A friend sent me this 23andMe story recently. While adoption is not part of it, the element of secrecy is similar to the secrecy in many adoption stories. This Gazillion Voices piece is a good companion to the 23andMe essay and is a how-to on overcoming secrecy in adoption through DNA testing.
I think a lot about the secrecy aspect of adoption and how it’s a burden many birth mothers carry. In order to keep our secrets, lying is inevitable. The web of secrets and lies grows larger and the burden gets heavier as the years go by. When I searched and found my son and we decided we would meet, I had to figure out how to dismantle my decades-long accumulation of secrets and lies. I wrote letters to my siblings, told my mother she could tell my aunts and uncles if she wanted. One by one, I told my friends. When someone asked a question, I told the truth.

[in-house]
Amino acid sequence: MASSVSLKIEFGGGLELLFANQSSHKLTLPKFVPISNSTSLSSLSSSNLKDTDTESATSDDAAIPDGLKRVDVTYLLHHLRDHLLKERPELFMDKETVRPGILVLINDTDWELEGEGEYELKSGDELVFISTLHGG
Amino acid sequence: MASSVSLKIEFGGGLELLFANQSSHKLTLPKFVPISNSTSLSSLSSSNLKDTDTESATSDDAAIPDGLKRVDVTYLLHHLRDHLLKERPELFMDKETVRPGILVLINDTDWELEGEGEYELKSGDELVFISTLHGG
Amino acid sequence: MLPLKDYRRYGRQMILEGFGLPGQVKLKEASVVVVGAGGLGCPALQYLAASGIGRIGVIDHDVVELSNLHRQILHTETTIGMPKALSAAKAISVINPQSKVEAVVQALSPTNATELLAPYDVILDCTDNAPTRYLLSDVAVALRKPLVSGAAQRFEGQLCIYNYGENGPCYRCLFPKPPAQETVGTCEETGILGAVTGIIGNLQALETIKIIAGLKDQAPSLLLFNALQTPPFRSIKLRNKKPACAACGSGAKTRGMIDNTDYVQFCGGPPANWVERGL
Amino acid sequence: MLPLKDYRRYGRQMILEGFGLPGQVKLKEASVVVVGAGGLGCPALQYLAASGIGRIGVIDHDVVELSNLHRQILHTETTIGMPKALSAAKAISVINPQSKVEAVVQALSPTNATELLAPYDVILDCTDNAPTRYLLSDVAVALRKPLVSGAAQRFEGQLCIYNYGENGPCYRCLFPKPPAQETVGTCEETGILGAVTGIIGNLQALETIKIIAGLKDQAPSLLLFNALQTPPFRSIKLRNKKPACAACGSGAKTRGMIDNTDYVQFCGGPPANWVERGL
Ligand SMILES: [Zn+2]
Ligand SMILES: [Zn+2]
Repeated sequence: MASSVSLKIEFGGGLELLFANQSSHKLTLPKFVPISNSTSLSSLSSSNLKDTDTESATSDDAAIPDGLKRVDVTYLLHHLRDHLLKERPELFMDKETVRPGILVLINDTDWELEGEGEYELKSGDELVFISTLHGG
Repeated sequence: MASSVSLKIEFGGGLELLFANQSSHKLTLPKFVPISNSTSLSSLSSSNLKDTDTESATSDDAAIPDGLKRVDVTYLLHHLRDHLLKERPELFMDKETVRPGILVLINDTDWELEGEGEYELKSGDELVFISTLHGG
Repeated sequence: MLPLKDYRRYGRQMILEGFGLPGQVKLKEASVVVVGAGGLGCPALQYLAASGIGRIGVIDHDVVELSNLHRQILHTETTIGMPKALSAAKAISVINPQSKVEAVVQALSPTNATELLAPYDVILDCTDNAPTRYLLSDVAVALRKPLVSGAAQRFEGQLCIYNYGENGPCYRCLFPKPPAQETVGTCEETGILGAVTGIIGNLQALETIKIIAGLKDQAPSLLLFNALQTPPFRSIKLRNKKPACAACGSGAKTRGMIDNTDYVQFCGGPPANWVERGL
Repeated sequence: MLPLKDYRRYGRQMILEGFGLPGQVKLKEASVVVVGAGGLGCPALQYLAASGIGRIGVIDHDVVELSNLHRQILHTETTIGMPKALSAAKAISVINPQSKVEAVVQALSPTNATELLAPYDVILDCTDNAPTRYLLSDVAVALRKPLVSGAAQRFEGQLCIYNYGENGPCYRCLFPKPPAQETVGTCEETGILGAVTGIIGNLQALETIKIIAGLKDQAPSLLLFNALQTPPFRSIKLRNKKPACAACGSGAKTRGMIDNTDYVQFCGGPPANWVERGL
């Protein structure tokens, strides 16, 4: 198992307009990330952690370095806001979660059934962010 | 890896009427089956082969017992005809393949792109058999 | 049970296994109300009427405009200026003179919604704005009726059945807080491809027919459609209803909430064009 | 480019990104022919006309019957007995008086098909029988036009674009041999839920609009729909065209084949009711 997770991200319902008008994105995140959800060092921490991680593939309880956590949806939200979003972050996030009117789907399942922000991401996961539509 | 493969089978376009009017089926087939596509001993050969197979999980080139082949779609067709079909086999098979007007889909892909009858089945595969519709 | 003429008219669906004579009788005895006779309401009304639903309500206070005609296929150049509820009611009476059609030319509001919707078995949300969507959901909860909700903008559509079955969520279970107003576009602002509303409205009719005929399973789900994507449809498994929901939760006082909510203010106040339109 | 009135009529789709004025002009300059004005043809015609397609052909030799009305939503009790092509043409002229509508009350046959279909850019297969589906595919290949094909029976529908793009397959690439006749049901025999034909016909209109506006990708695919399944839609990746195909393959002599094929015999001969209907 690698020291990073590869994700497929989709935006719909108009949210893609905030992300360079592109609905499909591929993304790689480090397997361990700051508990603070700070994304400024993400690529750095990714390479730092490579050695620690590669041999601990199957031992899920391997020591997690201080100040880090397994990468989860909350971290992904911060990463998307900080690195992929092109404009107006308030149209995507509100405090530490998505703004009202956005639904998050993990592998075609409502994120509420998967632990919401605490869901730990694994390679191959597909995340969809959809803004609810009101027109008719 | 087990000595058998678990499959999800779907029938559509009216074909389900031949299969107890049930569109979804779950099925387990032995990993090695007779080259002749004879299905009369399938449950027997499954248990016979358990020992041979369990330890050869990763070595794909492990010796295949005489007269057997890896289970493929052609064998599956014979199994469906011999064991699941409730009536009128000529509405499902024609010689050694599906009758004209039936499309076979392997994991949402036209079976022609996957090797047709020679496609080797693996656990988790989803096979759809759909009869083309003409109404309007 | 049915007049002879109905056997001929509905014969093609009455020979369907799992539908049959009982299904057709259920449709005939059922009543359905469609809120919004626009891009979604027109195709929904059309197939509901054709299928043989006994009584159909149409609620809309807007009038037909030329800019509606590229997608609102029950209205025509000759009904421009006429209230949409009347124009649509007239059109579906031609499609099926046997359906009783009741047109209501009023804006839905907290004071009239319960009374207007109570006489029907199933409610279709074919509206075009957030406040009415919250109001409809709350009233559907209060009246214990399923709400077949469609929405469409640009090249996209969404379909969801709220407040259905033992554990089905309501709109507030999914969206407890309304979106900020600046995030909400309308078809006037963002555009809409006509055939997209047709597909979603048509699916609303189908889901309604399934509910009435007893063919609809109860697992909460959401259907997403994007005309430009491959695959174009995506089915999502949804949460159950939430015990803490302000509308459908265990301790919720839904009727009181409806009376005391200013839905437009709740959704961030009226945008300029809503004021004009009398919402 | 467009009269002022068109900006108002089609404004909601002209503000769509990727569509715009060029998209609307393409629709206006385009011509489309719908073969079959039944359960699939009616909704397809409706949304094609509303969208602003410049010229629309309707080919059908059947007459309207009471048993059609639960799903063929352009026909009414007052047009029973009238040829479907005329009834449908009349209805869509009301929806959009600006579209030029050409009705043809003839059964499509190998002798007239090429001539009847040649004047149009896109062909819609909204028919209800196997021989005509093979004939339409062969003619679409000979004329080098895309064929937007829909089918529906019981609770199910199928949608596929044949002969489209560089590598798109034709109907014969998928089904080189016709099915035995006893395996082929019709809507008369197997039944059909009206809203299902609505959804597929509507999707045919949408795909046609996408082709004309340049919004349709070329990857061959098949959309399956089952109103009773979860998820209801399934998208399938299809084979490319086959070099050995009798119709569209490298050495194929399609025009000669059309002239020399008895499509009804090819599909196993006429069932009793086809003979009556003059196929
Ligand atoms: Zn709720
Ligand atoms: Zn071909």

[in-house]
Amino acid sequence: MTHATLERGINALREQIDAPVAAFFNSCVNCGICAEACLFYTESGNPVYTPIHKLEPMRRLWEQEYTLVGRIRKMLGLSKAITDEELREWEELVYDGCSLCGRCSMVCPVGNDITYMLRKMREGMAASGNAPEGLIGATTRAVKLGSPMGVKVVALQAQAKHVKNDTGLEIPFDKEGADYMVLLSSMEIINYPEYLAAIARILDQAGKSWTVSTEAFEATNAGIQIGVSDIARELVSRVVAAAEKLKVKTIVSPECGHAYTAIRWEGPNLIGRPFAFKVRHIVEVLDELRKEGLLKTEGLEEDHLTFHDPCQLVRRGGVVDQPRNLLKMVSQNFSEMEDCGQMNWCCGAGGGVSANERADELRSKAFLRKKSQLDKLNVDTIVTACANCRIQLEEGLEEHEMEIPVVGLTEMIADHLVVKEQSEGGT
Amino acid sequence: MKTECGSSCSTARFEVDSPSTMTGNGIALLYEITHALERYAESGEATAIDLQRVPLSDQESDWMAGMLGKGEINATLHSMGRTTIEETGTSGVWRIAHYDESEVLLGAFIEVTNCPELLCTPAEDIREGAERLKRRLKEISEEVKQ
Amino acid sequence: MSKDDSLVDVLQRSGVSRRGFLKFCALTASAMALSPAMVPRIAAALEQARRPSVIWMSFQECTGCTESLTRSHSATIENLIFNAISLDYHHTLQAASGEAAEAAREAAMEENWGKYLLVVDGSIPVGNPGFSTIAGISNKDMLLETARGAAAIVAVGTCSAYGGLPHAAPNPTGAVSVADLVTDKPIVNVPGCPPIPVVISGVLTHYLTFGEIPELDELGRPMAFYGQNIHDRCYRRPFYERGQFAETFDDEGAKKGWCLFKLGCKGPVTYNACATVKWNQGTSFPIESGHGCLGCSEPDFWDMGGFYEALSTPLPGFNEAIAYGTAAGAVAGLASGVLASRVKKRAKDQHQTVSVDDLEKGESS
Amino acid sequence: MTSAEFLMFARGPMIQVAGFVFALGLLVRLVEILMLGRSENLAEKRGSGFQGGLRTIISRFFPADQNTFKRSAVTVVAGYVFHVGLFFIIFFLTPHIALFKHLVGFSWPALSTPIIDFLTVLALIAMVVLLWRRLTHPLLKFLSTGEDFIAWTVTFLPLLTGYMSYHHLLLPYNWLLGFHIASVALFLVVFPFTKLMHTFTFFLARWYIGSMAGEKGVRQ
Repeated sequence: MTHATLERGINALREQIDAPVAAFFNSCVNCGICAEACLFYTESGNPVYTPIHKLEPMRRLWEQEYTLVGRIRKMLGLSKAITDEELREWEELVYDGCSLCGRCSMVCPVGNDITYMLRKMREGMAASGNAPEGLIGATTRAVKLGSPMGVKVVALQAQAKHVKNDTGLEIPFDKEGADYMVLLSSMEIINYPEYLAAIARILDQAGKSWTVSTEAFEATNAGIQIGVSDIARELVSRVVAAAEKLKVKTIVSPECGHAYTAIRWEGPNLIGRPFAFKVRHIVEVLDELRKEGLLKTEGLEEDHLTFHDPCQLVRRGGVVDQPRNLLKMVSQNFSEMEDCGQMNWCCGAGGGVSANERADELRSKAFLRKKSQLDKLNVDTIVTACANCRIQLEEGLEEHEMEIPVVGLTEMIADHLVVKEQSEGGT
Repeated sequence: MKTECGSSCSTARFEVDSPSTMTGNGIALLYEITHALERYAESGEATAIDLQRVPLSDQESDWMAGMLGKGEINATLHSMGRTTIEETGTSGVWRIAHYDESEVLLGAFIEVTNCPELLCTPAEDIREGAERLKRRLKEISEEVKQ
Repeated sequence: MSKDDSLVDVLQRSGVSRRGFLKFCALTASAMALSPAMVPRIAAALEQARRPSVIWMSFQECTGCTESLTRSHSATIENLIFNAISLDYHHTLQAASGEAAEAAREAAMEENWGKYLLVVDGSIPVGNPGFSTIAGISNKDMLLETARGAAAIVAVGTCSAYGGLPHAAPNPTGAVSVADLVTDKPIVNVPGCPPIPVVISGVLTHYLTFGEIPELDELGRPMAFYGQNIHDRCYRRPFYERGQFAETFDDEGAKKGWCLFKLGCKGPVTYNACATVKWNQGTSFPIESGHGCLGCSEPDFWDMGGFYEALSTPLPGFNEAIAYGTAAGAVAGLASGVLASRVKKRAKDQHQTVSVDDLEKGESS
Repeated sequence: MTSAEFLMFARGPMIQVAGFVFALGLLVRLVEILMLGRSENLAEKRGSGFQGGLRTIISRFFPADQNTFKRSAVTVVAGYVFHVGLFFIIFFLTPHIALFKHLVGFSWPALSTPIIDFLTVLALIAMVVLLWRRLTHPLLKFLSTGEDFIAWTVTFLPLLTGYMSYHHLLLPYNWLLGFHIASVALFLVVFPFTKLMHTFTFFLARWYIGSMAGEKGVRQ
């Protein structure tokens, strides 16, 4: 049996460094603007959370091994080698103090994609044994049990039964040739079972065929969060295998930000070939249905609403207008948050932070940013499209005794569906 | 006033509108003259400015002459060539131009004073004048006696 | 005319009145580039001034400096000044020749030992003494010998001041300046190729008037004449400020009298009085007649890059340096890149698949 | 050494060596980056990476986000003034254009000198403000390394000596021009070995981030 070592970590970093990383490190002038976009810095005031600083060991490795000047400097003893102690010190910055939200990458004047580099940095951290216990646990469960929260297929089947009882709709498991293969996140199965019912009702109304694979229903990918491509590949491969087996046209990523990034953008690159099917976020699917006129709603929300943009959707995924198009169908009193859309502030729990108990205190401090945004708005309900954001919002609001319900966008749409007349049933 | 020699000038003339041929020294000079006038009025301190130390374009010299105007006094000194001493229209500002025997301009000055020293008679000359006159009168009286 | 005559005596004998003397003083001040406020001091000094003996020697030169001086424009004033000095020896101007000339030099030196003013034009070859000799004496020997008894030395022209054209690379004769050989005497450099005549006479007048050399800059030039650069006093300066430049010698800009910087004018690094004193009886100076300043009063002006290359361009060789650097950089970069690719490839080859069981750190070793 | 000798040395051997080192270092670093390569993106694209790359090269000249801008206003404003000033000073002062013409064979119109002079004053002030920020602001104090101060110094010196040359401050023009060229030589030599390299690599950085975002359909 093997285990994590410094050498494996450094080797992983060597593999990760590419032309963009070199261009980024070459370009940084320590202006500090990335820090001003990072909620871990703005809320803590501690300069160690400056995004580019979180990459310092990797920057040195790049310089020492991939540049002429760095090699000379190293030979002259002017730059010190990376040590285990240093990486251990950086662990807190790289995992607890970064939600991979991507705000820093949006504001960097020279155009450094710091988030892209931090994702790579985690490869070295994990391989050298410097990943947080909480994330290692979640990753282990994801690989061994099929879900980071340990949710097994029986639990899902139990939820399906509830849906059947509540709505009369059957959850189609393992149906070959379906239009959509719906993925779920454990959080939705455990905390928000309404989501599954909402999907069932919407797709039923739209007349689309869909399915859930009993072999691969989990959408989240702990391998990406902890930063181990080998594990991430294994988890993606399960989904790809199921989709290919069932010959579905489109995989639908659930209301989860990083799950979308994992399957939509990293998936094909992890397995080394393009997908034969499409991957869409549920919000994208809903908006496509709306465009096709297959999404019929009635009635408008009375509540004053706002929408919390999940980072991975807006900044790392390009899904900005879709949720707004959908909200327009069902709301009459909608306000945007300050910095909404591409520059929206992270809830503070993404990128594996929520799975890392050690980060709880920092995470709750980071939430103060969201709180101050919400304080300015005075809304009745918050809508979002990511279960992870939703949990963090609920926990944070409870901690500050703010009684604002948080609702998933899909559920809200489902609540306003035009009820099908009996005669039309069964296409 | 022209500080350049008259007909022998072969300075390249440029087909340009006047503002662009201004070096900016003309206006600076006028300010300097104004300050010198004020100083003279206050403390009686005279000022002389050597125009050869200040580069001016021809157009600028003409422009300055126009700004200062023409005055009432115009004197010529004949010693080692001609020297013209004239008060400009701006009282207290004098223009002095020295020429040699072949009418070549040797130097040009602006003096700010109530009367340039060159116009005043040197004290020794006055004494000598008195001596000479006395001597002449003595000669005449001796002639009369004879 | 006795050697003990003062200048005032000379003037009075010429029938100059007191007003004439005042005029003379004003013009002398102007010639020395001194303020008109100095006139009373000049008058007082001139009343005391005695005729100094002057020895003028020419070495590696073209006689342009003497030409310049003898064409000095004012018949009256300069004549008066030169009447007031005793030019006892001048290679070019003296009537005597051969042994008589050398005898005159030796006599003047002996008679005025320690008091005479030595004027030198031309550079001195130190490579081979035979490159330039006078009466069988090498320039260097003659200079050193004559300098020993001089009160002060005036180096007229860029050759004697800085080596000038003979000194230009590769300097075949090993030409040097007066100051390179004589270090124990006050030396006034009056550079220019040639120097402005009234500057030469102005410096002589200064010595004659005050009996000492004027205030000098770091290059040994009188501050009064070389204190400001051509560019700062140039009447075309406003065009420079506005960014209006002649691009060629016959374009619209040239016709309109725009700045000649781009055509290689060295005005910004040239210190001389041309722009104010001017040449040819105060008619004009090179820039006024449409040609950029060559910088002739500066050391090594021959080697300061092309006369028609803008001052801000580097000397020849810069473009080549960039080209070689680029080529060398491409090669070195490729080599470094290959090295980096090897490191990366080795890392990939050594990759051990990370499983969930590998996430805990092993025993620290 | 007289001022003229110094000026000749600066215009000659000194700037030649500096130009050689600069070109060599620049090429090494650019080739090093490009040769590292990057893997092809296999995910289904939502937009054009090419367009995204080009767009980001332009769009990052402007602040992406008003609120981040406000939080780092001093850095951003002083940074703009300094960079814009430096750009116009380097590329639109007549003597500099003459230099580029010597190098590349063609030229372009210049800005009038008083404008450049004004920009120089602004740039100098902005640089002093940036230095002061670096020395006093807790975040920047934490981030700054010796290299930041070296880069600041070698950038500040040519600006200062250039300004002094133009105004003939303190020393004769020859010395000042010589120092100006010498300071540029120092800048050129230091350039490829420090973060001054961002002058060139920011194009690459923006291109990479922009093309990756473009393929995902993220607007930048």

When my son came to visit for the first time, I had to tell my daughters that they had a brother. They were two and five years old, and my husband thought the news would be too confusing. “Tell them he’s a relative,” he said, “but not that he’s their brother.” I broke down, sobbing that I couldn’t tell any more lies, that I’d been lying for half of my life, and I’d had enough. My husband relented immediately.
American Adoption Congress has a campaign called, No Secrets No Fear. You can read about it here.